It’s common to think that emotions are caused by circumstances “out there,” and to say things like “he made me angry,” or “he made me sad.” As a mentor and coach, I hear people say this sort of thing all the time. But in reality, someone outside of yourself doesn’t make you angry or sad; those emotions come from the operation of your own mind. Emotions are caused by what we think about the circumstances we find ourselves in, rather than by the circumstances themselves. So, a person’s anger and sadness are caused by his patterns of thought and beliefs, rather than by someone else.
If you step on my foot, you can cause me pain. The pain sensors in my foot will get stimulated, send a signal to my brain, and I’ll feel pain. Whether I get angry as a result, will depend upon my thought process. If I believe you stepped on my foot intentionally and maliciously and meant to hurt me, I’d probably get angry. If, on the other hand, you are a close friend and I know that you’re playing, I may squeal at the pain, but not get angry.
Similarly, if I walked outside my house and found an African lion on my porch looking at me, I would likely become frightened. The fear would occur as a result of my mental process.
It’s almost mechanical: my mind perceives a stimulus, analyzes whether it is threatening or helpful based on my beliefs, and emotions are elicited based on the results of the analysis. Specifically, in this case, my mind perceives the lion in close proximity, remembers my belief that lions are dangerous, and concludes that “I’m in danger!” This conclusion naturally leads to feelings of fear.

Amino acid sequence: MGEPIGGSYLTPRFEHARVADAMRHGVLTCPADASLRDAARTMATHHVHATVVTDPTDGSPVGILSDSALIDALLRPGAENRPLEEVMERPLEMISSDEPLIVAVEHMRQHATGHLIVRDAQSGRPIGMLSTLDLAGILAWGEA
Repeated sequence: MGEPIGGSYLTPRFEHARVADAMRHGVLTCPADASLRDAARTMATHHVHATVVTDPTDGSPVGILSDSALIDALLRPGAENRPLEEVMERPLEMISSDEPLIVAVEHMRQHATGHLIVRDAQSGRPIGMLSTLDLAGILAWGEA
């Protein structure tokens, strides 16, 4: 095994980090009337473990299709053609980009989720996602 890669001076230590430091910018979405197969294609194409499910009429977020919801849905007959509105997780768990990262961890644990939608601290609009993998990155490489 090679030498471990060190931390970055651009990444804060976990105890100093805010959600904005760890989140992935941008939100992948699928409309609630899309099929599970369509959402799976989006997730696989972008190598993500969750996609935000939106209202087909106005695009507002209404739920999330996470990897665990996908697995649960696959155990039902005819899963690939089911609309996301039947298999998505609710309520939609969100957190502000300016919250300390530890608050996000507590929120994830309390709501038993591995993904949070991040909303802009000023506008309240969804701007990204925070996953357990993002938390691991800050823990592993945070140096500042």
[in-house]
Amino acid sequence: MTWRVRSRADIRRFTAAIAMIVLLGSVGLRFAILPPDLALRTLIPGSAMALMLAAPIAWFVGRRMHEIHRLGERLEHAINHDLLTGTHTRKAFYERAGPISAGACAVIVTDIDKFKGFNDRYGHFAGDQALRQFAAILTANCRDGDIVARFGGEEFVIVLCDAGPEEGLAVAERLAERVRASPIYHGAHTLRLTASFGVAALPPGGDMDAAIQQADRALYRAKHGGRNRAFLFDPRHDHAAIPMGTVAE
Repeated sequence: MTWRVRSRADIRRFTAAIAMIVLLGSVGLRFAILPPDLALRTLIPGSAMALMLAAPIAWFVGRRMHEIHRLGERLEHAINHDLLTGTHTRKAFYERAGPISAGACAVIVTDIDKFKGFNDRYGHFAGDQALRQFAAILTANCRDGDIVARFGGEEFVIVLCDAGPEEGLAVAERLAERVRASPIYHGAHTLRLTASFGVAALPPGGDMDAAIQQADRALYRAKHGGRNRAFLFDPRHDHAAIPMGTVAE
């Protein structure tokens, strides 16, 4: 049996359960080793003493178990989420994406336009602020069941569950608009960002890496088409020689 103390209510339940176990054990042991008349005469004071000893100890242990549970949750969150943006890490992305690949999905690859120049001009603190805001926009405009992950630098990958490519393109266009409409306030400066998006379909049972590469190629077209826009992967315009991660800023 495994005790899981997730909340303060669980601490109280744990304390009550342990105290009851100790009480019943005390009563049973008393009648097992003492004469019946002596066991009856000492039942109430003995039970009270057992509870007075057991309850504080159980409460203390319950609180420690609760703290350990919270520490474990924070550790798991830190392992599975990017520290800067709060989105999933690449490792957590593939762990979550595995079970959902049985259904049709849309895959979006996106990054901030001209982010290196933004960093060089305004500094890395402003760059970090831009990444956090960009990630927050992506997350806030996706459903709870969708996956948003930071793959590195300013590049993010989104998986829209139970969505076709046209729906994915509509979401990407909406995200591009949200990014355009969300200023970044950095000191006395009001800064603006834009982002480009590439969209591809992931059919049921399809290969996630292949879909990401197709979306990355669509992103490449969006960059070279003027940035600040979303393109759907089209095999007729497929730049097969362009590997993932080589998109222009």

The lion isn’t causing my fear. Instead, the fear results from my mind’s assessment that I’m in danger.
If, on the other hand, I were a lion-tamer and the lion I find on my doorstep is my beloved pet, I would likely feel love for the lion rather than fear because my beliefs about the lion, and the conclusion my mind would reach, would be completely different.
So, emotional reactions are caused by beliefs and thoughts about things, rather than by the things themselves. This was taught by the ancient Greek philosopher Epictetus, and it remains true today.
Swami Veda Bharati has said that negative emotions are like bombs that hurt us and hurt others. He suggests that whenever we have an emotional reaction, rather than pointing the finger, we look to see where that emotion came from within ourselves. When we find what in us caused the emotion, then we can take steps to change that pattern, to “defuse” the emotion, as we might defuse a bomb.
So, rather than blaming people or situations for our emotions, if we take responsibility for them, then we can work to change them.